A few tens of kilometres south-west of Cagliari stands one of the most important archaeological sites in Sardinia, a prosperous city, first Phoenician, then Carthaginian, finally a very important Roman centre, a true jewel handed down to us through three millennia. What remains of the flourishing city are fascinating ruins in the archaeological park of Pula, a few minutes from the tourist centre, and on display in the national archaeological museum of Cagliari. While snorkeling, you will admire Roman roads and remains in the depth of the isthmus, in Punta del Coltellazzo, dominated by a 16th century tower.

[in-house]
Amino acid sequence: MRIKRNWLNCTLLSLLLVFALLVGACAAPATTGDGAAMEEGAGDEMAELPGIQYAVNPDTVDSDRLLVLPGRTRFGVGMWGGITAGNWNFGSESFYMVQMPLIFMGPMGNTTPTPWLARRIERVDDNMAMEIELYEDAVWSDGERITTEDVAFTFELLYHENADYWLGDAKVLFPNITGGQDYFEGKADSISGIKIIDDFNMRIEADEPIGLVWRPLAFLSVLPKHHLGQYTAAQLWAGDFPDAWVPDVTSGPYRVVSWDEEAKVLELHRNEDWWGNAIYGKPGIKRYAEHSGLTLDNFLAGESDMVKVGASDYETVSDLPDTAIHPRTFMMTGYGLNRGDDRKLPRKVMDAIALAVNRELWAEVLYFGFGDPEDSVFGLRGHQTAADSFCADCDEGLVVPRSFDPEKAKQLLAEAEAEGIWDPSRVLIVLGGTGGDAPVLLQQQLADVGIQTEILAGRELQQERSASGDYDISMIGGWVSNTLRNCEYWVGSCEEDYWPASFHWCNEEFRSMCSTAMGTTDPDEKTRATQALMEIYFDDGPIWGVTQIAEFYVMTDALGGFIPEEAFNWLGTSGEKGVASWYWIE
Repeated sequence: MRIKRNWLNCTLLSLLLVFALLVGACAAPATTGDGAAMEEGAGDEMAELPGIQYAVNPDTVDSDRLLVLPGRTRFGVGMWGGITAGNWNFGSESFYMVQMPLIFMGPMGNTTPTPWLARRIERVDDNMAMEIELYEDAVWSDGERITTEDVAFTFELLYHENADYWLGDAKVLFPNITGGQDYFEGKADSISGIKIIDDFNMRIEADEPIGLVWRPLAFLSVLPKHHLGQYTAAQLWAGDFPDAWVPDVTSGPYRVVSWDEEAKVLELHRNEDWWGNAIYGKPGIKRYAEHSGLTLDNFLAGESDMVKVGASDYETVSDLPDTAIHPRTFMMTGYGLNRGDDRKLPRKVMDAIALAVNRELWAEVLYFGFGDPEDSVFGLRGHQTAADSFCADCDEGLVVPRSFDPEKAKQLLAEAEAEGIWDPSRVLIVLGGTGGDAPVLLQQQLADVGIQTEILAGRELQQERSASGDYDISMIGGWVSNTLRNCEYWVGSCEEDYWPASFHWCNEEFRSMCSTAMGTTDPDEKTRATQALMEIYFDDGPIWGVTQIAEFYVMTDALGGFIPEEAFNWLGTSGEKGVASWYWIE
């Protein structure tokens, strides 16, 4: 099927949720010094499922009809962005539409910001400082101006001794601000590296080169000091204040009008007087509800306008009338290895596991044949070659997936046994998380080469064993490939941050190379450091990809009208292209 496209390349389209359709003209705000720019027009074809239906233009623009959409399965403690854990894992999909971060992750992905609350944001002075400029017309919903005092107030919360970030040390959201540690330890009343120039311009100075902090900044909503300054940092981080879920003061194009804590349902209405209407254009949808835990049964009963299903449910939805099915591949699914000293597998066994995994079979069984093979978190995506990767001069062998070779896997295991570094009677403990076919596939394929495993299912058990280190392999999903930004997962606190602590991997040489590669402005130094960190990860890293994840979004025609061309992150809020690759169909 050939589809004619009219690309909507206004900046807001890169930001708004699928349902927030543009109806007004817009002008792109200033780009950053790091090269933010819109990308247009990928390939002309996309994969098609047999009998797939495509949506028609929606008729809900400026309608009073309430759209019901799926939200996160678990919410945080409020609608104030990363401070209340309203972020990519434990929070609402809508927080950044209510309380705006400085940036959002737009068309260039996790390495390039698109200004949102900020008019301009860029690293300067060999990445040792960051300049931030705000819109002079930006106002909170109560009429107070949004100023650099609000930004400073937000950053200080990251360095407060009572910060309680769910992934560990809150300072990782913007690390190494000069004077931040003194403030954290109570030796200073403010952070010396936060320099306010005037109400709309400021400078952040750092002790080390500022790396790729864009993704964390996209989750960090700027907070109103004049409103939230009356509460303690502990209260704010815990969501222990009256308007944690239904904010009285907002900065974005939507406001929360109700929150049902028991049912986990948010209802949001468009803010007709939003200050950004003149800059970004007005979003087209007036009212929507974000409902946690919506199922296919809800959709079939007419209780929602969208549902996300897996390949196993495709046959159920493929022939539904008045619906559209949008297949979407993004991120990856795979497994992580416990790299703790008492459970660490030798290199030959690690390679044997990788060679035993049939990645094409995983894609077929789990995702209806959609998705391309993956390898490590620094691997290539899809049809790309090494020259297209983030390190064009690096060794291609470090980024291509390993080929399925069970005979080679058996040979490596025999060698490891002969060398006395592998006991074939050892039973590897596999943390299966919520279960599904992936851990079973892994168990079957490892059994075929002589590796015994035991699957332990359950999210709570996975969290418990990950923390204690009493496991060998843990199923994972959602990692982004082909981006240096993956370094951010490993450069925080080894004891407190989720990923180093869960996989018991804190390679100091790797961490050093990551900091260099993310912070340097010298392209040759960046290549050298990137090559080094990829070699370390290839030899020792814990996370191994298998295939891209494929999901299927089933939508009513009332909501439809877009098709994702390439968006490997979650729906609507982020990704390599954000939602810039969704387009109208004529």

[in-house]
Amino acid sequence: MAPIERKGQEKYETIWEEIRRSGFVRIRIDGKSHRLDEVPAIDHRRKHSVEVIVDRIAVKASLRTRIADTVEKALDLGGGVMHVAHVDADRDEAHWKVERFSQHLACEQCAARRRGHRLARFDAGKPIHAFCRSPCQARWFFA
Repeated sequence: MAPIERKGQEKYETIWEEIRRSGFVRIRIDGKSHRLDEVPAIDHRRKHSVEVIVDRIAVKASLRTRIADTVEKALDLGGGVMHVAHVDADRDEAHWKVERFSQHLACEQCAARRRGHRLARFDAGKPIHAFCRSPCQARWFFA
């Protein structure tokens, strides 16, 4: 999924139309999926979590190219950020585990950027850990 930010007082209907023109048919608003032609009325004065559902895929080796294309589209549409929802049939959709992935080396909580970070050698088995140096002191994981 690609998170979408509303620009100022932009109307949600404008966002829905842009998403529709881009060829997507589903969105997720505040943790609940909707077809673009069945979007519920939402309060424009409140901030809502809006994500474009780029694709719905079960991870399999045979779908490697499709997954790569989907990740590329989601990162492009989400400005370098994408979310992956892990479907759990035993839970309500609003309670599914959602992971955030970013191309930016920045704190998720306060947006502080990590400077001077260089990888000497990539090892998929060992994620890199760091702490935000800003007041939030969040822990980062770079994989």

Whether you visit simple and authentic countryside trattoria or glamorous restaurants, you can indulge in delicious dishes anywhere throughout the island, boasting a rich culinary history The most popular dish is roast suckling pig, cooked over an open fire, as well as mutton and boar meat dishes. The island’s local tradition of shepherds will satisfy any cheese-lover’s desire, offering a great variety of pecorino and ricotta cheeses. Pane Carasau also called ‘carta di musica’, crispy thin flat bread sprinkled with sea salt, olive oil and rosemary, generally accompanies any dish or meal. The traditional Seadas, a fried puff pastry filled with fresh cheese and sprinkled with honey, completes any meal. Each area of the island has its own excellent wine production, local dry white wines to accompany fish and seafood dishes, as well as strong, full bodied red wines for roast meat dishes.